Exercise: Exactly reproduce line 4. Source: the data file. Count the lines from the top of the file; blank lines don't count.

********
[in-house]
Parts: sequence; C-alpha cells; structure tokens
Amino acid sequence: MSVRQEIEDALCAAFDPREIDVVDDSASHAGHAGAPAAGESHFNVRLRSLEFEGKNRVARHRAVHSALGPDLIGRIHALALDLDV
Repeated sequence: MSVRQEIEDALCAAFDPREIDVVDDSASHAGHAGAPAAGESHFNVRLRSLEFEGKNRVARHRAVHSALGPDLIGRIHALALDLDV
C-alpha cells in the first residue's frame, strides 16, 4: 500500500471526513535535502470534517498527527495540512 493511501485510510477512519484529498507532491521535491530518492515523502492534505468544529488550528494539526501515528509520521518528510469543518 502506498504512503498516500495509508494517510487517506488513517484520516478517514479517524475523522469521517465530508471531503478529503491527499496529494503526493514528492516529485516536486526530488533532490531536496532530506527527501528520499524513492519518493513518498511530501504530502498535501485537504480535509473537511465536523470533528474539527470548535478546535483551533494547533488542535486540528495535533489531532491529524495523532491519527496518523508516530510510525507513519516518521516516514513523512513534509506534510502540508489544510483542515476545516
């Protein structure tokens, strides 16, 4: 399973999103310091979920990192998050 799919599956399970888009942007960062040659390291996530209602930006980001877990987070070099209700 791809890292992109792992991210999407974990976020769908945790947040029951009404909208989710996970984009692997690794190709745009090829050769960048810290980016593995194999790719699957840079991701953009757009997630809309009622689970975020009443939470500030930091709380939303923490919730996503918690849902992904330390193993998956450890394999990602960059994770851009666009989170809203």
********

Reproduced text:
Repeated sequence: MSVRQEIEDALCAAFDPREIDVVDDSASHAGHAGAPAAGESHFNVRLRSLEFEGKNRVARHRAVHSALGPDLIGRIHALALDLDV